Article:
According to the UN’s World Happiness Report, a survey that classifies the happiness of 155 countries, Denmark has ranked as one of the top three happiest for seven years. The reason? For nearly 20 years, students are required to take a class in empathy.
Danes believe that empathy contributes to the happiness of its people
Empathy helps in building relationships, preventing bullying and succeeding at work. It promotes the growth of leaders, entrepreneurs and managers. In Danish schools, one hour each week is dedicated to empathy lessons for students aged 6 to 16 years—a significant curriculum commitment.
So what does an empathy class look like?
During the Klassens tid students discuss their problems. The whole class, together with the teacher, try to find a solution. Thanks to their empathy training, this solution is based on careful listening and understanding. It sounds a bit like group therapy.
If there are no problems to discuss, children simply spend the time together relaxing and enjoying hygge, defined as “intentionally created intimacy”. In a country where it gets dark very early in the year, it rains, it’s gray, hygge means bringing light, warmth and friendship; creating a shared, welcoming and intimate atmosphere.
So if these kids don’t have problems to discuss, which seems highly unlikely, they have a chance to just take a nice time out and chill, to share quality time with their classmates. Hygge is a fundamental concept for the Danish sense of wellbeing. But hygge isn’t just for the Danes; it’s becoming a global phenomenon. Amazon sells more than 900 books on hygge, and Instagram has more than 3 million posts with #hygge.
Danes learn empathy, that it’s fundamental to teamwork
American writer and psychologist Jessica Alexander, with Danish psychotherapist Iben Sandahl, have conducted field research to understand how the Danes teach empathy.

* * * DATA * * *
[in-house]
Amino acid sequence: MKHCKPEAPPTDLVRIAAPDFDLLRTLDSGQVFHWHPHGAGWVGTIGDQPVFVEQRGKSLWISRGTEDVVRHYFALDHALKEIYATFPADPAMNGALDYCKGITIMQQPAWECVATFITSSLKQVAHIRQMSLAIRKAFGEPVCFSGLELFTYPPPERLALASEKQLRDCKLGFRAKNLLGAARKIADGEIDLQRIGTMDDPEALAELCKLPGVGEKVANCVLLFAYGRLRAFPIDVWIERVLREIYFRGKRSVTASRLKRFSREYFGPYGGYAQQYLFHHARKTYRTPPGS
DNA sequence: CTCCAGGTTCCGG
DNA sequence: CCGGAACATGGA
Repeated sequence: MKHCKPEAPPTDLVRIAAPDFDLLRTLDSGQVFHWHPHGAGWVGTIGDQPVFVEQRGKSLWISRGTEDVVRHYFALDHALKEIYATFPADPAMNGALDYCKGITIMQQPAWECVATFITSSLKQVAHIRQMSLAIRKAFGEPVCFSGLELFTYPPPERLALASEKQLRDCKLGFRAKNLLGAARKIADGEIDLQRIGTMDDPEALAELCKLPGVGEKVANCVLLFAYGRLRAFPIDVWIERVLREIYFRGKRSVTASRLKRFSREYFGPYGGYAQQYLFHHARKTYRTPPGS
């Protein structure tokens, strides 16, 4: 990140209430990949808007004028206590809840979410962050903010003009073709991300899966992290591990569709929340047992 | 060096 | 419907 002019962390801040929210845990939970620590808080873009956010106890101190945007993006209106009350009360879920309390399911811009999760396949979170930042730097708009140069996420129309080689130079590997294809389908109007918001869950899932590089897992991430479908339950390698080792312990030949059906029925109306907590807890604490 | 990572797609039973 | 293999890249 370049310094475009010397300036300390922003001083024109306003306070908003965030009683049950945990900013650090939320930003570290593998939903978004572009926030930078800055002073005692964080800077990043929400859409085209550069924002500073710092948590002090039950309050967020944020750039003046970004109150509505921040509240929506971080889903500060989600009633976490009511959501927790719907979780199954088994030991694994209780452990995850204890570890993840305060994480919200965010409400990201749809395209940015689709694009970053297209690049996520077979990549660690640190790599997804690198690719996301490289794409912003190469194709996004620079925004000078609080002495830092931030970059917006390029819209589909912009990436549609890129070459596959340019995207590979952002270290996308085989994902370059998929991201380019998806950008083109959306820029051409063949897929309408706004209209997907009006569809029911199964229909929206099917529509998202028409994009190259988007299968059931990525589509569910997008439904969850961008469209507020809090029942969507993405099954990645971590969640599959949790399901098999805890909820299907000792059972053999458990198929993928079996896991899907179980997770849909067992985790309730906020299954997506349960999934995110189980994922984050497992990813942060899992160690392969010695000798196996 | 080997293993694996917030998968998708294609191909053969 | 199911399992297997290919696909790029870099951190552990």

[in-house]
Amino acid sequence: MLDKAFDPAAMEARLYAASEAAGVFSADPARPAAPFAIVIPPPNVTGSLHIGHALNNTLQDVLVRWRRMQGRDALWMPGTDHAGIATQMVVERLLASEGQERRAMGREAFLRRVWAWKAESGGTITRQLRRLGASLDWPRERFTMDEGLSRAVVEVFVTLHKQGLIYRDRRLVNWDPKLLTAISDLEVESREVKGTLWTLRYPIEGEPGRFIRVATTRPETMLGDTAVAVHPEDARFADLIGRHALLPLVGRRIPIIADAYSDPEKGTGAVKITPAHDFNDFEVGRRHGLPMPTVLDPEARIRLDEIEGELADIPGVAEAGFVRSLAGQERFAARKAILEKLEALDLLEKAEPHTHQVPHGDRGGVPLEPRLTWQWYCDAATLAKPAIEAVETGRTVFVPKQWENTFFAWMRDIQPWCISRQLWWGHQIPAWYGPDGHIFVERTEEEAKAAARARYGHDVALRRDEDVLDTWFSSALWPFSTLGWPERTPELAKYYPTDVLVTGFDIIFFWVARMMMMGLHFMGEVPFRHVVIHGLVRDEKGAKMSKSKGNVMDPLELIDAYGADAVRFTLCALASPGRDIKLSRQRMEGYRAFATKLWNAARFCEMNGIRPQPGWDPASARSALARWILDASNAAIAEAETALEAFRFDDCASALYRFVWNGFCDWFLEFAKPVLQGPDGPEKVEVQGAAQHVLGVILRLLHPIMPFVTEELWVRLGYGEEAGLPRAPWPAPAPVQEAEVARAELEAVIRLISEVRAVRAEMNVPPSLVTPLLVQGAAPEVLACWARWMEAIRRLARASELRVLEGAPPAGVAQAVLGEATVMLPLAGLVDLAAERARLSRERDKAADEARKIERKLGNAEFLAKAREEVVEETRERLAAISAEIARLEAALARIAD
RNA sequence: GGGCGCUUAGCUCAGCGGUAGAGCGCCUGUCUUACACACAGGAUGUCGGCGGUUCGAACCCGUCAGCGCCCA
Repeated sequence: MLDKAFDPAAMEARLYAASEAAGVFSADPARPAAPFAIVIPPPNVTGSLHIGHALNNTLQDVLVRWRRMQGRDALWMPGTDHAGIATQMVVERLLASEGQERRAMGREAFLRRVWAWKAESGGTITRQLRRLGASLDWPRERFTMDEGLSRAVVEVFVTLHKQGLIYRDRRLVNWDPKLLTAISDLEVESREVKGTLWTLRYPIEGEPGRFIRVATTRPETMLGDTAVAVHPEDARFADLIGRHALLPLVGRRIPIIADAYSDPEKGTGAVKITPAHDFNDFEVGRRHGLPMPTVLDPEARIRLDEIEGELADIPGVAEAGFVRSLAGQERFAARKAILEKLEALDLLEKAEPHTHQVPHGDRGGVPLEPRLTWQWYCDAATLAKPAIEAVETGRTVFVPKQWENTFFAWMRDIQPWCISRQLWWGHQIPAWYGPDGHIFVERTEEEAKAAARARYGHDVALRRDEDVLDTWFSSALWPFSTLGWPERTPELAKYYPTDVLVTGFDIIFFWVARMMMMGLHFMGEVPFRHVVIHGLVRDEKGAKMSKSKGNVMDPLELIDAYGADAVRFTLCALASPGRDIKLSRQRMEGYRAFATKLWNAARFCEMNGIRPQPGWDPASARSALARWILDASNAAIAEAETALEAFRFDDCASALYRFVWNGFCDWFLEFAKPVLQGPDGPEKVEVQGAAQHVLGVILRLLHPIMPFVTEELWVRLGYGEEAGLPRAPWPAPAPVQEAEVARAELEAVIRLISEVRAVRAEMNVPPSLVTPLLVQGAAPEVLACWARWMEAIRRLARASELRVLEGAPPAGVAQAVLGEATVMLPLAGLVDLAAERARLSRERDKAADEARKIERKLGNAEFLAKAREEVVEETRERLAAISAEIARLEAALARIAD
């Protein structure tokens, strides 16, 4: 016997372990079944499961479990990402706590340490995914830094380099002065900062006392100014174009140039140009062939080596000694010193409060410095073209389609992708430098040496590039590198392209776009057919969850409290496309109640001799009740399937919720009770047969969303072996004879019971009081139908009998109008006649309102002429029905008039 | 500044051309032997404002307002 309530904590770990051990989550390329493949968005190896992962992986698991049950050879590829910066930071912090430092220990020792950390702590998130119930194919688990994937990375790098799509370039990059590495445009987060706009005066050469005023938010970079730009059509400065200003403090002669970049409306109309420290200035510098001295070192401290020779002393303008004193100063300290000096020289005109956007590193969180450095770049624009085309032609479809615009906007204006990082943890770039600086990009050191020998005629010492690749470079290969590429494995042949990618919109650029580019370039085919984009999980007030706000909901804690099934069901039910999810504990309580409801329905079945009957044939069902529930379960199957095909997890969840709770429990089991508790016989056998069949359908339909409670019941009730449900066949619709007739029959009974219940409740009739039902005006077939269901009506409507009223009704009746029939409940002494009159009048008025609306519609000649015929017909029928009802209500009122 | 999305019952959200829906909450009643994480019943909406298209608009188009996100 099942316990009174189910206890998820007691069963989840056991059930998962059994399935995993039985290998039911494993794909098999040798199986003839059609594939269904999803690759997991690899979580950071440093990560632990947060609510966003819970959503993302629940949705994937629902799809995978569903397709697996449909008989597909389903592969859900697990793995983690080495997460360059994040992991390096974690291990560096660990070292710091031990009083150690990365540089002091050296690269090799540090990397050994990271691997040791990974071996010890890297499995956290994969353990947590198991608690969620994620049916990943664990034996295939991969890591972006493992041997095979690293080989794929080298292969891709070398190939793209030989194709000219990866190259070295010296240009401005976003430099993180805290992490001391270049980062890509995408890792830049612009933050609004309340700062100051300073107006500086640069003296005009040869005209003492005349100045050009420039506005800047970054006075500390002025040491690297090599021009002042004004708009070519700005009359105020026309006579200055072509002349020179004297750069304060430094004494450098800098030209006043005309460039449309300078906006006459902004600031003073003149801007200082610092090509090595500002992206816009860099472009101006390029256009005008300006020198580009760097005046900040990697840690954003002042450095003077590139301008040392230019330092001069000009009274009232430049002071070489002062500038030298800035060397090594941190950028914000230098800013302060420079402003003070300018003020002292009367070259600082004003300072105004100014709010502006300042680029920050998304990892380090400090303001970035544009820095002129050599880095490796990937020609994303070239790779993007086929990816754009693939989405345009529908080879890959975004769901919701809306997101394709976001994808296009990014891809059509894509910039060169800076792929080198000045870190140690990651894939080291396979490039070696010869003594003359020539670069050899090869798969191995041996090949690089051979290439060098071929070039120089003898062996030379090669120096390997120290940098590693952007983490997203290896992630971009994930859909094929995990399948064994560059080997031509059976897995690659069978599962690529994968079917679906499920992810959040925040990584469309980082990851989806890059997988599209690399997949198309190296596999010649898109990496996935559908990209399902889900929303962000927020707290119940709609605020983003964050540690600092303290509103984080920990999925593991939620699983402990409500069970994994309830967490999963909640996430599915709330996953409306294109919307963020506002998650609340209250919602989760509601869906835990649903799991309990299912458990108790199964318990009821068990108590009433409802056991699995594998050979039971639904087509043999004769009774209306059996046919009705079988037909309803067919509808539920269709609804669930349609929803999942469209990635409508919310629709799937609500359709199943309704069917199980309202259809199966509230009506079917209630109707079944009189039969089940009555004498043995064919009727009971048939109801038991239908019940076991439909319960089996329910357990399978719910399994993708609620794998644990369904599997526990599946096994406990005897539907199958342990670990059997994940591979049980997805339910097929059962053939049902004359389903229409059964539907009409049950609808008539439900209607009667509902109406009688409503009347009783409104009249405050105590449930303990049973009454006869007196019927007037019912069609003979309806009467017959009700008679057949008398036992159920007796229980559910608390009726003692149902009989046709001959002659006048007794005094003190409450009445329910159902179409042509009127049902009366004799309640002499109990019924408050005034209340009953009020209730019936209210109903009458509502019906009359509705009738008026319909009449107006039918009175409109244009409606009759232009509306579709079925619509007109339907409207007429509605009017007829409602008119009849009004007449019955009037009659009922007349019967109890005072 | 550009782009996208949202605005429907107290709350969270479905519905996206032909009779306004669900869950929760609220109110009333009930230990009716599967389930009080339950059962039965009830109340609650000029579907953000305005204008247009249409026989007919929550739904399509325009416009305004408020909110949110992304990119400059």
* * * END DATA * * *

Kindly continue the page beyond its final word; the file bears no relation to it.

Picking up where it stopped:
Teamwork is a continuing theme–60% of the tasks at school are carried out through some kind of collaborative effort.
The focus is not to excel over others, but to take responsibility for helping those who are not equally gifted.
For these reasons Denmark is also considered one of the best places to work in Europe.
Competition is exclusively with oneself, not with others
Danish schools offer neither prizes nor trophies to their students who excel in school subjects or in sports, so as not to create competition. Instead they practice the culture of motivation to improve, measured exclusively in relation to themselves. The Danes give a lot of space to children’s free play, which teaches empathy and negotiation skills. Playing in the country has been considered an educational tool since 1871, explains Jessica Alexander.
An emphasis on collaborative learning; because no one goes through life alone
Danish education brings together children with different strengths and weaknesses to make them help each other in class, working together on various projects. This teaches children from an early age that they cannot succeed alone, that helping others leads to better results.
A child who is naturally talented in mathematics, without learning to collaborate with peers, will not go much further. That child will need help in other subjects to be successful, so it is important that kids are learning these lessons as they go. Teaching children from an early age that no one can go through life alone, that each of us has strengths and weaknesses and we balance each other.
The Danes get it. Going to a lesson of empathy gives great satisfaction and joy to Danish children. Best of all, it prepares them to become happy adults.
We have an opportunity to be happier in 2021
In some ways, the pandemic has brought out the best in us. We’ve learned to have more grace. We’ve dug a little deeper to help those who have been devastated by the fires, loss of jobs and loved ones. I’ve seen a greater sense of community, neighbors reaching out to neighbors. How can we not be heartened by the record-breaking numbers of people registering to vote, then showing up at the polls, sometimes waiting in line for hours—people that spanned demographics. This commitment is something we’ve never seen before. I believe we’re on the cusp of better times.
One more resolution for 2021: Creating a Living Trust
We service the entire East Bay and North Bay areas
Berkeley, El Cerrito, Richmond, Pinole, Alameda, San Leandro, Castro Valley Newark, San Lorenzo, Concord, Alamo, Danville, Lafayette, Orinda, Moraga, Pleasant Hill, Martinez, Pittsburg, Antioch, Brentwood, Oakley, Discovery Bay, Pleasanton, San Ramon, Livermore, Tracy and Fremont. Our clients also live in the Napa Valley, Benicia, Vallejo, Martinez, Fairfield.